Nature heals.

Nature rocks! How nature and serenity can be used for rehabilitation

The positive impact of nature on human health is often attributed to nature’s inherent stress reducing effects. As (chronic) stress has a well-known detrimental effect on health, it can directly or indirectly contribute to the epidemic of non-communicable diseases (NCDs), such as diabetes, cardiovascular disorders, and mental disorders.

How do we behave when feeling stressed?

When we feel exhausted, we seek a means to decrease the ‘bad’ feeling. One way of doing this is by searching for a place that provides:

    • shelter
    • a safe and secure haven
    • view and surveillance (of the surroundings)
    • water and a lush environment
    • no sharp noise
    • no demands
Urban parks, such as Central Park in NY, are an important part of the city.
Urban parks are important.

Having the possibility to restore our capacities in natural areas, or at least in areas that can provide the same stimuli, is extremely important.

Unfortunately, today’s living environments provide less access to urban parks. With increasing stress and less physical activity in everyday situations, the result can be a negative impact on our mental health, leading to stress-related mental diseases. One of these is mental fatigue, a state consisting of difficulties with directing attention. As a result, it is hard to sort information, prioritise, make decisions, and carry through what is decided.

What qualities do we seek from a natural area?

Research shows that urban parks and natural areas give us several qualities that are perceived as recreational, and thus can contribute to our well-being. These areas speak to many (if not all) of our senses, and provide:

  1. Serenity: Peace, silence, and signs of care, safety and security; sounds of wind, water, birds, and insects. No rubbish, no weeds, no other people, or just a few.
  2. Nature: Plants seem self-sown. Lichen- and moss-grown rocks, old paths; created not by humans, but by the power of something mightier.
  3. Richness in species: An outdoor area offering a variety of species of animals and plants.
  4. Space: An outdoor area offering a restful feeling of “entering another world”.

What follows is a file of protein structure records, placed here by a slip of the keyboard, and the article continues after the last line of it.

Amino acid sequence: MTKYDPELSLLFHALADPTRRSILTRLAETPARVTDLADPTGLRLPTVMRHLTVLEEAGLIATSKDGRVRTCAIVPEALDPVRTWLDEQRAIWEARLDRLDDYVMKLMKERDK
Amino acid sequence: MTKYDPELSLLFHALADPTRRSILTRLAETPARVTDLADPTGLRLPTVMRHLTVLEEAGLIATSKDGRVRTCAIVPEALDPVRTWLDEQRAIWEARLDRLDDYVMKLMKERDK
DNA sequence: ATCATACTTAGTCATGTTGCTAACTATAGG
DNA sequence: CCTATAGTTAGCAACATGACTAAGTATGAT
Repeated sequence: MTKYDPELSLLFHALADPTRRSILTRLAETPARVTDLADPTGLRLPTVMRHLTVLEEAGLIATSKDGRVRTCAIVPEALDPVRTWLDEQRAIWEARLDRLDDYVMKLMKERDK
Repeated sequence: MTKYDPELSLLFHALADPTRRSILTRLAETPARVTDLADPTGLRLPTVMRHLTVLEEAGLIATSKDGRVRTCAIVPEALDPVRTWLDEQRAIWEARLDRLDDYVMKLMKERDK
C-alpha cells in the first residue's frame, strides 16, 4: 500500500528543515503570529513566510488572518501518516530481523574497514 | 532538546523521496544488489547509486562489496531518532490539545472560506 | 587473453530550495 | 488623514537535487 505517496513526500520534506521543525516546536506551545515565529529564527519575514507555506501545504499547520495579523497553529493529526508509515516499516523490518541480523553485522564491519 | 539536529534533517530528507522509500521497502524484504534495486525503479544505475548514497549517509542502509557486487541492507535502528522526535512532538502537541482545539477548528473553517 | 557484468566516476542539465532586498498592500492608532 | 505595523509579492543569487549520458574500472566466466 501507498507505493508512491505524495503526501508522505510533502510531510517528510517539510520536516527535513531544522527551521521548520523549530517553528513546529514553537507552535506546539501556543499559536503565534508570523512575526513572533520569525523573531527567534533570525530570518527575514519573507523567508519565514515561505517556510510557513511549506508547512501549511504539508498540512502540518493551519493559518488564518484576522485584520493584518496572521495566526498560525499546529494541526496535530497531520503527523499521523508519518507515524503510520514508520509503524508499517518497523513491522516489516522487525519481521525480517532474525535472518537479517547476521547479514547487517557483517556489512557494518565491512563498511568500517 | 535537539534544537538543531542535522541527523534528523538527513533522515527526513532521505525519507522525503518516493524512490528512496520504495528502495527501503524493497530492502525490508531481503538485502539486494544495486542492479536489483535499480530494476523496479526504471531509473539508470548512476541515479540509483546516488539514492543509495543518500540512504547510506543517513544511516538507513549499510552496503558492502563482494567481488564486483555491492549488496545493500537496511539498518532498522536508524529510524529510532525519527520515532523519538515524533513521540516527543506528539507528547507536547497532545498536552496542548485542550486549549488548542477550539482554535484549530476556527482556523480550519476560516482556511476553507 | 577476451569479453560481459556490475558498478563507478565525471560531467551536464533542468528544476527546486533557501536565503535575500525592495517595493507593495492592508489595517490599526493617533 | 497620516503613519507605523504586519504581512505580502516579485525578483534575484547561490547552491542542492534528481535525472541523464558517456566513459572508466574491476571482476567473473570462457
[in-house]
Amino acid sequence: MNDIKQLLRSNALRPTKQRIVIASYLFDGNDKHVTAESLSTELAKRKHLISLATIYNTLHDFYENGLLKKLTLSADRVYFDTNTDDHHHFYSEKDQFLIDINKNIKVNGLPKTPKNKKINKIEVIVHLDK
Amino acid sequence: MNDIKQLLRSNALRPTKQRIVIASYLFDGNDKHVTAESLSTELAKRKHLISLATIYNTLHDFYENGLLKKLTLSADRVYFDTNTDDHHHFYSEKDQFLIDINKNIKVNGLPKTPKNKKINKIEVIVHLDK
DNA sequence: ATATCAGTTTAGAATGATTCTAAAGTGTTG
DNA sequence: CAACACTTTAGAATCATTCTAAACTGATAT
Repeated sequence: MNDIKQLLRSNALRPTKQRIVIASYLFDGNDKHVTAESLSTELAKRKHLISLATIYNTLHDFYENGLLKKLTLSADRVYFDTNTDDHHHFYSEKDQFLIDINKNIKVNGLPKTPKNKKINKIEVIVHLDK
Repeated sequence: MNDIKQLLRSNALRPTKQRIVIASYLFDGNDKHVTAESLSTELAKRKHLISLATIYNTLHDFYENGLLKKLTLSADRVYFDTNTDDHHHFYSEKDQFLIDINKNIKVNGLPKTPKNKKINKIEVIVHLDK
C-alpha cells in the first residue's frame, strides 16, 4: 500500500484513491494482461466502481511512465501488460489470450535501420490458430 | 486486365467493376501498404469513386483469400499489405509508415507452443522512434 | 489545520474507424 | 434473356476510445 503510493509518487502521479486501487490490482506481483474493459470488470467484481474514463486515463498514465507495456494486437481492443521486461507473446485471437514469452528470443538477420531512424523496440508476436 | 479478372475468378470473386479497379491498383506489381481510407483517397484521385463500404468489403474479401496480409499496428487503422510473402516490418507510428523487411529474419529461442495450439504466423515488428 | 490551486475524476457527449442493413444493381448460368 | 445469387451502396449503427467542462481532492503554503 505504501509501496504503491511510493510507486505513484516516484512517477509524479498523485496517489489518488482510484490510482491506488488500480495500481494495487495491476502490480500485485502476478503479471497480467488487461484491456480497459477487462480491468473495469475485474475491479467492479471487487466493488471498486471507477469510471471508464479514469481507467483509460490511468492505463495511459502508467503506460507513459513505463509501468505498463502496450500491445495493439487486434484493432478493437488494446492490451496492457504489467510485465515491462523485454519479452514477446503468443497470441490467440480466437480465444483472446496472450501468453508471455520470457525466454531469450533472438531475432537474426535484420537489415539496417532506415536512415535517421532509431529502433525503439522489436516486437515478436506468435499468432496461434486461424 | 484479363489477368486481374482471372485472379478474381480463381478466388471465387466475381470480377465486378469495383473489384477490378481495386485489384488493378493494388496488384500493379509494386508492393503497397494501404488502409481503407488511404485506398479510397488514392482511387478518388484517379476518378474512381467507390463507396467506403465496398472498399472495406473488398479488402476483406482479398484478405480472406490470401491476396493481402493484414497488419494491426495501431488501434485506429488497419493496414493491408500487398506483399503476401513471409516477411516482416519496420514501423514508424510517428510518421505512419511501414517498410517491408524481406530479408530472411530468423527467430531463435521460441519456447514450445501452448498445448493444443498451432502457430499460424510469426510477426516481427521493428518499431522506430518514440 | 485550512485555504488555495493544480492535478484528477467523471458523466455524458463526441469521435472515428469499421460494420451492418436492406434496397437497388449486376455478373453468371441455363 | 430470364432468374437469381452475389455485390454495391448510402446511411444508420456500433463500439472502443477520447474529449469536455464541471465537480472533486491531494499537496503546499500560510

5. Prospect: A green, open place with room for vistas, and a place that invites you to stay.
  6. Refuge: A sanctuary, an enclosed, safe, secret and secluded place where you can relax, be yourself, experiment and play.
  7. A social arena: A meeting place for festivity and pleasure.
  8. Culture: A place offering fascination through evidence of people’s values, beliefs, efforts and toils, and perhaps with the passage of time.

The more qualities (out of serenity, nature, a richness in species, space and culture) we have close to us, the more satisfied we feel about our neighbourhood, the more physical activity we do, and the lower a BMI we tend to have.

Nature heals.
Nature heals.

Which is the most important quality?

It seems that serenity is the quality most associated with different aspects of wellbeing. A serene environment facilitates rehabilitation and makes you cope with stress in a better way. Serenity in everyday life could contribute to a more positive development in public health.

The importance of sound

Sounds are an important aspect of creating health-promoting environments. To be able to hear the sounds of serenity – calming sounds from nature – there mustn’t be any traffic noise or even noise from other people.

Natural sounds are important to include when trying to create rehabilitating indoor environments since stress recovery seems to be facilitated in a setting with both visual and auditory nature stimuli. Without sound, the situation tends to feel surrealistic and too quiet.

This topic was presented by Patrik Grahn at the Care for Sound symposium.

Watch the full presentation below:


About Sound 200 Research 169

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